Peterbilt Trucks – From Chain Drive to the Peterbilt 379

Peterbilt trucks are made by the Peterbilt Motors Company, which has its headquarters in Denton, Texas. The American truck manufacture was started in 1939 by then lumber entrepreneur and plywood maker, T.A. Peterman.

Peterbilt Trucks – The Early Years
Peterman was a man with a dream to get the truck business going stronger so he could get his logs to market easier and faster. At the time, Peterman was actually working towards that dream by rebuilding army trucks he bought at surplus, thus learning how to improve them. In 1938 he bought Fageol Motors in Oakland, California in order to use it to start making his custom made chain-driven trucks. The following year he started selling them to the public, which was the real beginning of Peterbilt Trucks.

During the 30s long haul trucking was becoming very popular. It was the Depression and many companies that built commercial trucks were losing ground and going out of business. That is how Peterman was able to get the Fageol Motors Company. Prior to his purchase of them, the company had been making heavy weight trucks and buses for 17 years.

Peterman built 14 trucks in 1939, but that number leapt to 82 the following year, demonstrating to Peterman that the trucking industry was definitely interested in the quality made trucks of Peterbilt. Peterman check now was famous for knowing exactly what the trucker wanted and needed because he sent his own engineers out to talk to truckers. They were required to know what the men in the field liked and disliked before designing a single new truck. Peterman also got the military contract during World War II to make heavy duty trucks. This helped him to get ready to re-enter the civilian market as well after the war.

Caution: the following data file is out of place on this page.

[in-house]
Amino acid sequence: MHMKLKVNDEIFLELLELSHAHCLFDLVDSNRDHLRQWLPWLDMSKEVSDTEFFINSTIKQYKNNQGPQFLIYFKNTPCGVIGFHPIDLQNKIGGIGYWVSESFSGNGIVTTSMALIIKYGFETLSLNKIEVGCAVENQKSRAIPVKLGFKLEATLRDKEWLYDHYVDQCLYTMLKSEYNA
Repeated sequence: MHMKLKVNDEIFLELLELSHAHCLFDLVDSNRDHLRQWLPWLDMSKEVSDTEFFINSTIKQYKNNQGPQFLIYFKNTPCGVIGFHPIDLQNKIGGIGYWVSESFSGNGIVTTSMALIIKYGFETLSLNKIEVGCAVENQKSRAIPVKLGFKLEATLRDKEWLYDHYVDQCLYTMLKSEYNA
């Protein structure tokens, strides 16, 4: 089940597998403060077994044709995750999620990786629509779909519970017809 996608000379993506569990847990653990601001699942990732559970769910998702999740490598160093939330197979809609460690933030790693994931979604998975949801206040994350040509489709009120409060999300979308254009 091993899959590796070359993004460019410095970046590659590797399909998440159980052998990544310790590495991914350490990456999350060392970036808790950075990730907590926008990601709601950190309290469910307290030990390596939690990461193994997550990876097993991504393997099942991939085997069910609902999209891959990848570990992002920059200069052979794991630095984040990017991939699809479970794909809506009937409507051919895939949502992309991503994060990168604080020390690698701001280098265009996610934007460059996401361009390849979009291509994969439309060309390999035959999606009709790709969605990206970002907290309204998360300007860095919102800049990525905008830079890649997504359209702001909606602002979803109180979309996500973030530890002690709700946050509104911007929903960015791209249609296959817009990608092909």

After World War II, Peterbilt Trucks Marches Forward
Even death didn’t stop Peterbilt trucks. Peterman died in 1945. After his death, the company was inherited by Peterman’s widow, Ida. His wife promptly sold the company’s assets, but didn’t sell the property, to seven of the company’s managers with the thought of maintaining and building up the company. However, since she didn’t sell them the property, the new owners had to scramble for a new location several years later in 1958 when Ida said she was going to sell the land to build a shopping mall.

Due to this, the company changed hands and Peterbilt was bought by Paul Pigott, owner of the Pacific Car and Foundry. He built a brand new facility for the company in Newark, California, and in 1960 Peterbilt trucks were again being manufactured. Pigott kept the name even though he also owned Kenworth trucks and ran both companies. The ironic thing is that Peterbilt was his stiffest competitor, even though he actually owned both companies.

Peterbilt continues to grow strong
In 1960 Peterbilt put out 800 trucks and sales kept on increasing as more and more people began to trust and love the quality made trucks. The company was soon unable to make as many as the customers desired, so Peterbilt expanded to two manufacturing plants and built one in Madison, Tenn in 1969.

By 1973 Peterbilt was delivering more than 8,000 of its trucks and by 1975, it had opened up a version of Peterbilt in Canada. By 1980 it had another plant in Denton, Texas and by 1993 their headquarters was in California where it still is to this day. Denton become the sole manufacturing plant to build Peterbilt’s 362 COE model truck.

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